Briscola is a fast, fierce and masterful game. More than any other gioco it gives 'game face' a new meaning. The universal 'tells' for communicating with your briscola partner include the following: if you hold an ace, you tighten your lips, stretching them across your teeth, while if your hand includes a three, you twist your mouth subtly to one side.  Discretion being key for all these motions, if you were to look skywards, your partner would know you held a king. If you shrugged one shoulder it would be clear your cards included a cavallo or horse character, while licking your lips is the clue that you have a fante.

I was never good at this game, my facial expressions were non too subtle. I loved the spectacle of my father and his friends throwing down their cards with expressions and curses that ranged from

victory through to utter disgust.

 

Australian Briscola Championship 3rd Feb. 2019.

Photo credit: Associazione Molisani Adelaide SA facebook. 

Hosted by Associazione Molisani Adelaide SA - Molise Association at Serafino's Winery, McLaren Vale. Buy your tickets early. Spectator sport at its best.

 

But, I think the easiest game to start your Italian card adventure is scopa, which of course, has many variations. 

 

Like Briscola, scopa is played with a 40 card deck. Scopa means a broom and the object of the game is to sweep all the cards on the table. It is usually played between two players or four in two couples. I love it because while skill is involved, so too is a lot of over acting, a bit like soccer, really. First of all, before tempers are frayed and voices raised, agree on the rules of your particular table which can take into account a number of variations.

 

For instance, if you want to clear the table with an ace, "asso piglia tutto", then you're playing 'scopa d'assi' which can be combined with 'settebello'. You need to remember that the coins, denari, is an important suit for gaining punti. The cards of that suit are also called 'bello' , therefore, 'il settebello' is the seven of coins and 'l'asso bello is the ace of coins. Sometimes, the capture of the Re Bello, King of Coins, also counts as a point. You need to decide before your game begins.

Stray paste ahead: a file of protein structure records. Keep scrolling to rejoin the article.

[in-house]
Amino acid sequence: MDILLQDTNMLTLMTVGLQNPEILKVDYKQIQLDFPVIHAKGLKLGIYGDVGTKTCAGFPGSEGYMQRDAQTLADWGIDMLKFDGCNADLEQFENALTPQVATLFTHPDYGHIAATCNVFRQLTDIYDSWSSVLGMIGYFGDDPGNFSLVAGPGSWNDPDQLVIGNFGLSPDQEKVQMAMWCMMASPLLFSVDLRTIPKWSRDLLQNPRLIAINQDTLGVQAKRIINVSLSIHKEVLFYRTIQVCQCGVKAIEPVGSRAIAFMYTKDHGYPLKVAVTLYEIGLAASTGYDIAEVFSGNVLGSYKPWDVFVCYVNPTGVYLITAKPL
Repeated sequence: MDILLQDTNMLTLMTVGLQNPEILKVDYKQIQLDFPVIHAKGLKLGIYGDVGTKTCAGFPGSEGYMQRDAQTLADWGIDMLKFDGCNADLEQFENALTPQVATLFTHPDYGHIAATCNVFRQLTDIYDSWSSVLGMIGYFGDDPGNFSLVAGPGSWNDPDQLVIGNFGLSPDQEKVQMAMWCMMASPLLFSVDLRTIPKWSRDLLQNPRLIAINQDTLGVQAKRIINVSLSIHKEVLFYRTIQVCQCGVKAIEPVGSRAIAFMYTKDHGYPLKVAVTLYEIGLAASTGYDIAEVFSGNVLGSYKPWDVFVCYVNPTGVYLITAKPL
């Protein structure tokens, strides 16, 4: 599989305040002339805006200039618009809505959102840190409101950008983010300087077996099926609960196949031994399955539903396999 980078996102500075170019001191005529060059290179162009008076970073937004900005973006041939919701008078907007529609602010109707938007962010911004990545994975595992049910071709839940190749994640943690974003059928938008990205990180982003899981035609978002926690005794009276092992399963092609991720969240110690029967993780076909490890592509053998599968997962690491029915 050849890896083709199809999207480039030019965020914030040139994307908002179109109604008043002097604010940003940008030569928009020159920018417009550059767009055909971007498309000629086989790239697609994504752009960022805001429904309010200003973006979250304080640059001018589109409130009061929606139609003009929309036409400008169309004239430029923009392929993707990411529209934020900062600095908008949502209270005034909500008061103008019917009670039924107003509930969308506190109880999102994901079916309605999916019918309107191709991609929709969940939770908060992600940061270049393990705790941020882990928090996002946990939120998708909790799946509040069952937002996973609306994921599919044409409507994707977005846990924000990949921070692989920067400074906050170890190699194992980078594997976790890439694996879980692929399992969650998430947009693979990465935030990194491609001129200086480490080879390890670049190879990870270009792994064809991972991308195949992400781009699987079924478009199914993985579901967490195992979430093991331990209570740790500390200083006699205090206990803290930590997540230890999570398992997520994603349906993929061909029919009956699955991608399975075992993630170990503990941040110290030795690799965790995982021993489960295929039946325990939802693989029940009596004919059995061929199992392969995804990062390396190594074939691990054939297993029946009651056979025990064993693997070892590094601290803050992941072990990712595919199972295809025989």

So, let's start. Sitting opposite your partner, the dealer deals out three cards to each player, one card at a time, going anti-clockwise. At the beginning and after every round, a card is put face up in the middle. The player to the dealer's right starts first. If he or she can take a card or even several, she does. If she can't, then she puts down the least valuable. The player must take a matching card even if there are multiple cards making up the card. For instance, the player must take a six even if there is a two and a four on the table.  If she can take all the cards in one swoop, then she has a scopa and earns a punto. As the cards are won, they go face down next to the player. One card from each 'scopa' remains face up. I always thought this was meant to mock the others, but it's in the rules apparently.

 

And.....scopa!

The set up for two players, one of the players has made an early 'scopa'.  

 

 

After we have played our three cards, the dealer hands out three more to the players but no more are set down on the table. The player after a scopa puts out the least valuable card. 

 

It seems tame, doesn't it?

 

The scoring, though, is an art and a science unto itself. The team members combine their loot before calculating the punti di mazzo in the following categories:

  • most cards

  • most cards in denari

  • sette bello, seven of coins

  • primiera, majority of sevens (or see below for serious players!)

  • number of scope

So, you see why the seven of coins is so highly valued, it features in four of the punti.  Having a beautiful, simple scoring set was no challenge to the Italians, so most serious players ramp it up a little and add another scoring method to the equation. Each number now has its own value. 

 

Majority of each number:

sette (7) = 21 points

sei (6) = 18 points

asso (ace) = 16 points

cinque (5) = 15 points

quattro (4) = 14 points

tre (3) = 13 points

due (2) = 12 points

characters = 10 points

 

Simple? 

 

I'll see you at next year's Briscola Championship. And if you want to play a hand or two, I'm up for it. 

 

It's your turn. Ma, dai!